To visit all the other attractions along the Strip, cabs are easy to find at virtually any time of day or night. A generally less expensive option is the Deuce, a double-decker bus that runs up and down the strip 24 hours a day, seven days a week, and costs $3 to ride. There's also a monorail system, which stops at Bally's, Harrah's, the Las Vegas Convention Center, the Hilton, and the Sahara. A single-ride ticket is $5; a one-day pass is $13. If you're traveling along the Strip with at least one other person, a cab is often the least expensive option. Or just walk. It's safe, there's great people watching, and a lot of people do it.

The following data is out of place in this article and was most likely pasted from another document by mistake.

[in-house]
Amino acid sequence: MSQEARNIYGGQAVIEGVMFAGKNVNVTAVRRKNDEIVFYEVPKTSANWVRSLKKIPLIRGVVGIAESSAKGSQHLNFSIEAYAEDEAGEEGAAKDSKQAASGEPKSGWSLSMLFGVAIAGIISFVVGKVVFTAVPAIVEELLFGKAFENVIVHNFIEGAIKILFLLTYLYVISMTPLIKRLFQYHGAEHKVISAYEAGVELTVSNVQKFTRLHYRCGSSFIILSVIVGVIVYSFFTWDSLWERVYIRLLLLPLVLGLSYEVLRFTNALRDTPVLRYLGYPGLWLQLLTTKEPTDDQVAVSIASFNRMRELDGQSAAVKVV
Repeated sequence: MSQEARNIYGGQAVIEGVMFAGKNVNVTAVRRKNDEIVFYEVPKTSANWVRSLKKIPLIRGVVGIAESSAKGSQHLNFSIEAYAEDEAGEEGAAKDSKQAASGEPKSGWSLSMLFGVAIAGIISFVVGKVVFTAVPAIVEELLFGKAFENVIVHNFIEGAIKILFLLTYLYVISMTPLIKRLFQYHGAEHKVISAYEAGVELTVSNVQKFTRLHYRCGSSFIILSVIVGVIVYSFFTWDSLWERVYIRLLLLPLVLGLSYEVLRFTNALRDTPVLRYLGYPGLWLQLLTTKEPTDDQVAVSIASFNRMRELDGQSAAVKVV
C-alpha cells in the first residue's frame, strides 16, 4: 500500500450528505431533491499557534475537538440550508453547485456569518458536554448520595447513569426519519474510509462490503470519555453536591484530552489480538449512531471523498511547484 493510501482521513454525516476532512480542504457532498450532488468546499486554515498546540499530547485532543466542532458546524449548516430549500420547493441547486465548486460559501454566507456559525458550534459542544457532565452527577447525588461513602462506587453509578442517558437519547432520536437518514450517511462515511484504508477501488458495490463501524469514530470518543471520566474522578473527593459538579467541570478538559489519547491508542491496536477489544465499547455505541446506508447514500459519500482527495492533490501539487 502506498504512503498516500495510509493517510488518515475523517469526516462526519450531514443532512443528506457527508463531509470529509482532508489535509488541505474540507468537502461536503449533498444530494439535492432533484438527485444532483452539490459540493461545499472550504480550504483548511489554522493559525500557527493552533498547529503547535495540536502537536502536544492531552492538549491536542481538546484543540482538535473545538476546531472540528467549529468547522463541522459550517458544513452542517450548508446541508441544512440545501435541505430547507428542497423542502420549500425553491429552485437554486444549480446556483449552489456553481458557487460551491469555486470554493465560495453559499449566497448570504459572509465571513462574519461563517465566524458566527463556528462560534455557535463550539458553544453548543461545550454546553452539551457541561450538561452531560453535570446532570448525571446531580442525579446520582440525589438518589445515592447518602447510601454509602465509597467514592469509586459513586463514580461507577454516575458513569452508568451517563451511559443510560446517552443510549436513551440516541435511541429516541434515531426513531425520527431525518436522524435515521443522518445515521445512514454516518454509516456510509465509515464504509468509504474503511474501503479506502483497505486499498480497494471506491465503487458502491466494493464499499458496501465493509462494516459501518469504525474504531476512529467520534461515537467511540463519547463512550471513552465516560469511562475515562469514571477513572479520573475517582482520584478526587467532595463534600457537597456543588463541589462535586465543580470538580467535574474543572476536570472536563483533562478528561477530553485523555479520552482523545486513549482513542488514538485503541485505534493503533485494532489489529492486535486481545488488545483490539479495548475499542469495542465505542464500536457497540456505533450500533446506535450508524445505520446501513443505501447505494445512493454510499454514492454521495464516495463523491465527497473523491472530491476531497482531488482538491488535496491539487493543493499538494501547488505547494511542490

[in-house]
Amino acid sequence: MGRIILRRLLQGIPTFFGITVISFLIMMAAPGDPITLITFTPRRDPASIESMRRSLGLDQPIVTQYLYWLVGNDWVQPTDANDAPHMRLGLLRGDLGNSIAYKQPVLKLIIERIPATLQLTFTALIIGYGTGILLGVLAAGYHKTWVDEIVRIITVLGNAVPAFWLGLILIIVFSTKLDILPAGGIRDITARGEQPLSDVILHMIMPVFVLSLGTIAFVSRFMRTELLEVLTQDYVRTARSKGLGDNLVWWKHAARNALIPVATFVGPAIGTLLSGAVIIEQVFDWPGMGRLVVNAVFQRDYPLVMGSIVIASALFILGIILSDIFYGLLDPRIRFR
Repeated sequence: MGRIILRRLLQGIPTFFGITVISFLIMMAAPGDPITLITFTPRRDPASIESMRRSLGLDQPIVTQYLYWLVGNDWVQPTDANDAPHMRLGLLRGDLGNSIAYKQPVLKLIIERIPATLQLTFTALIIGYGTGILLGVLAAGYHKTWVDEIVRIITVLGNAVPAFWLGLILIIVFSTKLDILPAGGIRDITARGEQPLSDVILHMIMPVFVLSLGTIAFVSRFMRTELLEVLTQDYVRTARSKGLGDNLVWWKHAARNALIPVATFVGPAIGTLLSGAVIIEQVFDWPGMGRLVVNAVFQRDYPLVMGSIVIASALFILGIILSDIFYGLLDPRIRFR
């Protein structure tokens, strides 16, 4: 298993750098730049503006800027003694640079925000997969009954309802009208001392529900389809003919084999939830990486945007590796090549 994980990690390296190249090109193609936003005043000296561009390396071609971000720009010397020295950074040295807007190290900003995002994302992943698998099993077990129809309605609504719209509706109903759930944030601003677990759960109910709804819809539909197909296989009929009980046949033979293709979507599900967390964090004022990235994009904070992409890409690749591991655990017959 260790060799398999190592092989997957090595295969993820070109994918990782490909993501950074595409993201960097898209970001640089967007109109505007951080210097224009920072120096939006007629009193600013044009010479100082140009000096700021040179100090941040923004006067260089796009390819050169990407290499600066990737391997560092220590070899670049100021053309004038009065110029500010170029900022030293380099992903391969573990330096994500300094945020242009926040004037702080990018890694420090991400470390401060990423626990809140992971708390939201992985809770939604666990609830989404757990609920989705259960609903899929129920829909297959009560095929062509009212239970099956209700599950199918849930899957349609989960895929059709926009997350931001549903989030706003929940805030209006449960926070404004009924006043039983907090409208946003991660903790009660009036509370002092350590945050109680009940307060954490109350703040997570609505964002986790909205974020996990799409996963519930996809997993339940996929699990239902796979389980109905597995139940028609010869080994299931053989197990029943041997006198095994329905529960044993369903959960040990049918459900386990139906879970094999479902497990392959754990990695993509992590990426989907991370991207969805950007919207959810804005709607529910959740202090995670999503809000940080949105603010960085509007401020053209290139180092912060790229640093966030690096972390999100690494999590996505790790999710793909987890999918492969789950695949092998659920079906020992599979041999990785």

Virtually every hotel on the Las Vegas Strip is a 10- to 15-minute cab ride from McCarran International Airport; the ride typically costs about $15.
While the standard rooms at Bally's clock in at a sizable 450 square feet, the browned caulking in the shower doesn't drawn you in, there's no Wi-Fi, and and the decor is fairly dated. My standard Classic in Bally's South Tower featured:
For as little as $20 more per night, it can be well worth upgrading to the Deluxe rooms in the North Tower. The rooms are the same size as the Classic rooms, but featured:
My firm Serta Sleeper mattress was covered with a thin duvet and, in lieu of a fitted sheet, an extra flat sheet was just tucked into the sides. The latter routinely came off during the course of a night, exposing the old mattress. But at least four comfy full-size pillows lay propped up against it.